Travis Tritt Wrote “Here’s A Quarter (Call Someone Who Cares)” In 15 Minutes After Being Served Divorce Papers

Travis Tritt
Travis Tritt

Travis Tritt turned heartbreak into a hit song.

The lead-off single from his 1991 It’s All About To Change album is one of country music’s best “f*ck you” songs. The hit was a massive radio success for Tritt, but despite being one of his best-known songs, his record label wasn’t quite sold on the message.

So, what inspired this ultimate ’90s country heartbreak ballad?

While married to his second wife, Jodi Barnett, Tritt came home one afternoon to find an emptied-out house with only a few pieces of furniture and his belongings left behind. After realizing that he hadn’t been robbed, and that his wife was gone with the belongings, he was beginning to put two and two together. Just to confirm his suspicions, he heard a knock at the door, opening it to be served with divorce papers.

Pretty brutal way to leave someone if you ask me.

After that rollercoaster of emotions, the ride wouldn’t end as he received a call shortly after being served by his wife, who was already questioning whether filing for divorce was the right move. But at this point, as Travis said during an interview, it was too late for that:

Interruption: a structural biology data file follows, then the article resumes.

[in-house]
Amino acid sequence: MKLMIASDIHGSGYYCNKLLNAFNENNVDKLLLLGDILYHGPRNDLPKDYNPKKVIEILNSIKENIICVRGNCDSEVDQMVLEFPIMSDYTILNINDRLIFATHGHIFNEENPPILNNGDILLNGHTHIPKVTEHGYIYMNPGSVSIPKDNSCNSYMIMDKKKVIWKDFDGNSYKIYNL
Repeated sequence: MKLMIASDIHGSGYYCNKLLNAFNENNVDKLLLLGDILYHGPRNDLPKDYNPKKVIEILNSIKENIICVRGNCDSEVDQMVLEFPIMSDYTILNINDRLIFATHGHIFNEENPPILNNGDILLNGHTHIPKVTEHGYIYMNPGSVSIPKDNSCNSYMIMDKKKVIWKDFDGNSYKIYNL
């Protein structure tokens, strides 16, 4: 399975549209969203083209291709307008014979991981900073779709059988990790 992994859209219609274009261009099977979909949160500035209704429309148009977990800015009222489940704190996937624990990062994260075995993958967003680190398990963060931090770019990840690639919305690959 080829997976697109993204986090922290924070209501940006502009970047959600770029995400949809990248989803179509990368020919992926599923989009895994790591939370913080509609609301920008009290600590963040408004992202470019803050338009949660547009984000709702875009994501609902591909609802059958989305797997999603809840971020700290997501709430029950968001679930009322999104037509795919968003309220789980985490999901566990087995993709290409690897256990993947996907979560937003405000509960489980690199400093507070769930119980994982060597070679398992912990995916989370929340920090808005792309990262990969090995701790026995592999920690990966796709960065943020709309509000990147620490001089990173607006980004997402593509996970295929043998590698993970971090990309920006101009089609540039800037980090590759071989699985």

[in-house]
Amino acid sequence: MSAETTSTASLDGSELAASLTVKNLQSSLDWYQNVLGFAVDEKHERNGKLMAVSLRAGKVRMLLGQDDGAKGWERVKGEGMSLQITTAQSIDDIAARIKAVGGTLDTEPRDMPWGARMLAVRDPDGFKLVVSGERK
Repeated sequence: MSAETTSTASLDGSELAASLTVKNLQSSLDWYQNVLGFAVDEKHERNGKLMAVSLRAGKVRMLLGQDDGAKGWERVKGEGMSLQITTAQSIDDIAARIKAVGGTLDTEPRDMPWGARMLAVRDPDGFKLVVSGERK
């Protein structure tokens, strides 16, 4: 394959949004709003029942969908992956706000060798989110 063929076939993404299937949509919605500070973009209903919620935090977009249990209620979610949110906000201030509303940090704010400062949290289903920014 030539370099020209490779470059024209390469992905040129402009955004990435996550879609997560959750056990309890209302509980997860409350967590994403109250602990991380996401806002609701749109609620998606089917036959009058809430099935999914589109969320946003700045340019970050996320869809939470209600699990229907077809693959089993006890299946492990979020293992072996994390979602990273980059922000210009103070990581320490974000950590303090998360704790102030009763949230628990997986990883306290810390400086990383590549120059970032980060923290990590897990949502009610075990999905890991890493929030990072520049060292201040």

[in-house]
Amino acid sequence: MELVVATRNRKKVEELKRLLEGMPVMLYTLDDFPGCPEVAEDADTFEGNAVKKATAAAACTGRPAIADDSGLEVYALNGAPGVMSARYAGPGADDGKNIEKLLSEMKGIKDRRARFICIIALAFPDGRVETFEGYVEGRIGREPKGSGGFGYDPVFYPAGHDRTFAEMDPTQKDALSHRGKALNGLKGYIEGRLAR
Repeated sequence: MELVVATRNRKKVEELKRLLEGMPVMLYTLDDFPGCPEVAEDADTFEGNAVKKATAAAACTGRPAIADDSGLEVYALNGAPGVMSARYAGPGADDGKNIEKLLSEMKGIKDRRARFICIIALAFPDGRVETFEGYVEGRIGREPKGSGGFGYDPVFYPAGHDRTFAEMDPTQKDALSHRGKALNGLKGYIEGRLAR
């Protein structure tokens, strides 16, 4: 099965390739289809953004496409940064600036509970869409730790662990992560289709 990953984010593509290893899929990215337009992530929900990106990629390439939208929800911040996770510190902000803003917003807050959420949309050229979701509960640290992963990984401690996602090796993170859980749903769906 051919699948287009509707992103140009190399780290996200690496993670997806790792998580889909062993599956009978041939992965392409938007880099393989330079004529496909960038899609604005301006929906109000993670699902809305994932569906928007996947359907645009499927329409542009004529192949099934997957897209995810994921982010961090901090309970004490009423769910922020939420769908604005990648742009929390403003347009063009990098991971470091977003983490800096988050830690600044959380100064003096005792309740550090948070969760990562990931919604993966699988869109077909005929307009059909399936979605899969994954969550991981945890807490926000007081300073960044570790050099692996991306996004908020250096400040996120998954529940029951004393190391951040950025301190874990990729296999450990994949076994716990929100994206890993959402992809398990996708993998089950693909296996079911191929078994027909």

“Far too much water had gone under the bridge for that. ‘You made this decision,’ I said. ‘You’ve taken it this far. You filed for the divorce. You moved out. It’s done. There’s no turning back.’ [There were] lots of tears from both ends of the telephone.”

Right after hanging up the phone, solidifying that the couple wouldn’t get back together, Tritt put a pen to paper and wrote this single. And it only took him fifteen minutes to write the hit.

“You say you were wrong to ever leave me aloneAnd now you’re sorry, you’re lonesome and scaredAnd you say you’d be happy if you could just come back homeWell, here’s a quarter, call someone who cares”

And Travis said that entire song was cathartic for him, helping him laugh about the situation he was in:

“The whole song took less than 15 minutes. When I got done, I just cracked up laughing. All, the venom, all the anger, had been translated into ‘Here’s a Quarter,’ and I felt better than I had in months.

The song was my personal talisman… I never intended to play it for anyone else. It took me years to be able to play that song in front of an audience.”

While his label thought that the song was gimmicky upon first listening, he was persistent that he wanted to put it out. There have been many times labels are wrong about hit singles, and thankfully they took his lead on this one because it was a massive success.

This song is hands down one of the best and most iconic out of his discography. Fire it up.


A beer bottle on a dock



A beer bottle on a dock